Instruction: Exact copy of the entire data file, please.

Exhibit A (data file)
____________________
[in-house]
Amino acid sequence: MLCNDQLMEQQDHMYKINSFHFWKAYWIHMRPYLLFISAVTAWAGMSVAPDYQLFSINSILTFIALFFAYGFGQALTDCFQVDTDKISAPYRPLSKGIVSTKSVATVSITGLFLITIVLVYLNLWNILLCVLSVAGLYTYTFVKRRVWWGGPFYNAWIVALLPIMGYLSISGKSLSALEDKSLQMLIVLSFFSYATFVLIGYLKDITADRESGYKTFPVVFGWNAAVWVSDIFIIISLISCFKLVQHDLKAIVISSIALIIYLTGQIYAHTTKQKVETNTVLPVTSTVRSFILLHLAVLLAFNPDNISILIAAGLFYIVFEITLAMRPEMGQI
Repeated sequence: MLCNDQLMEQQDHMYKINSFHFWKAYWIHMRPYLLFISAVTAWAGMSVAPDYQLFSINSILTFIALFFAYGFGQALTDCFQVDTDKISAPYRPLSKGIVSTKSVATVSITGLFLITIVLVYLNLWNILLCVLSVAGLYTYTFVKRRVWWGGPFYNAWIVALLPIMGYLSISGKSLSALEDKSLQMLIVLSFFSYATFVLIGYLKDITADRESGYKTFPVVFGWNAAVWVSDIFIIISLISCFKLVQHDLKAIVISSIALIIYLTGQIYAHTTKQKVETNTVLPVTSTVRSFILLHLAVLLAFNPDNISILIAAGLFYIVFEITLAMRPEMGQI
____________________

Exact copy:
[in-house]
Amino acid sequence: MLCNDQLMEQQDHMYKINSFHFWKAYWIHMRPYLLFISAVTAWAGMSVAPDYQLFSINSILTFIALFFAYGFGQALTDCFQVDTDKISAPYRPLSKGIVSTKSVATVSITGLFLITIVLVYLNLWNILLCVLSVAGLYTYTFVKRRVWWGGPFYNAWIVALLPIMGYLSISGKSLSALEDKSLQMLIVLSFFSYATFVLIGYLKDITADRESGYKTFPVVFGWNAAVWVSDIFIIISLISCFKLVQHDLKAIVISSIALIIYLTGQIYAHTTKQKVETNTVLPVTSTVRSFILLHLAVLLAFNPDNISILIAAGLFYIVFEITLAMRPEMGQI
Repeated sequence: MLCNDQLMEQQDHMYKINSFHFWKAYWIHMRPYLLFISAVTAWAGMSVAPDYQLFSINSILTFIALFFAYGFGQALTDCFQVDTDKISAPYRPLSKGIVSTKSVATVSITGLFLITIVLVYLNLWNILLCVLSVAGLYTYTFVKRRVWWGGPFYNAWIVALLPIMGYLSISGKSLSALEDKSLQMLIVLSFFSYATFVLIGYLKDITADRESGYKTFPVVFGWNAAVWVSDIFIIISLISCFKLVQHDLKAIVISSIALIIYLTGQIYAHTTKQKVETNTVLPVTSTVRSFILLHLAVLLAFNPDNISILIAAGLFYIVFEITLAMRPEMGQI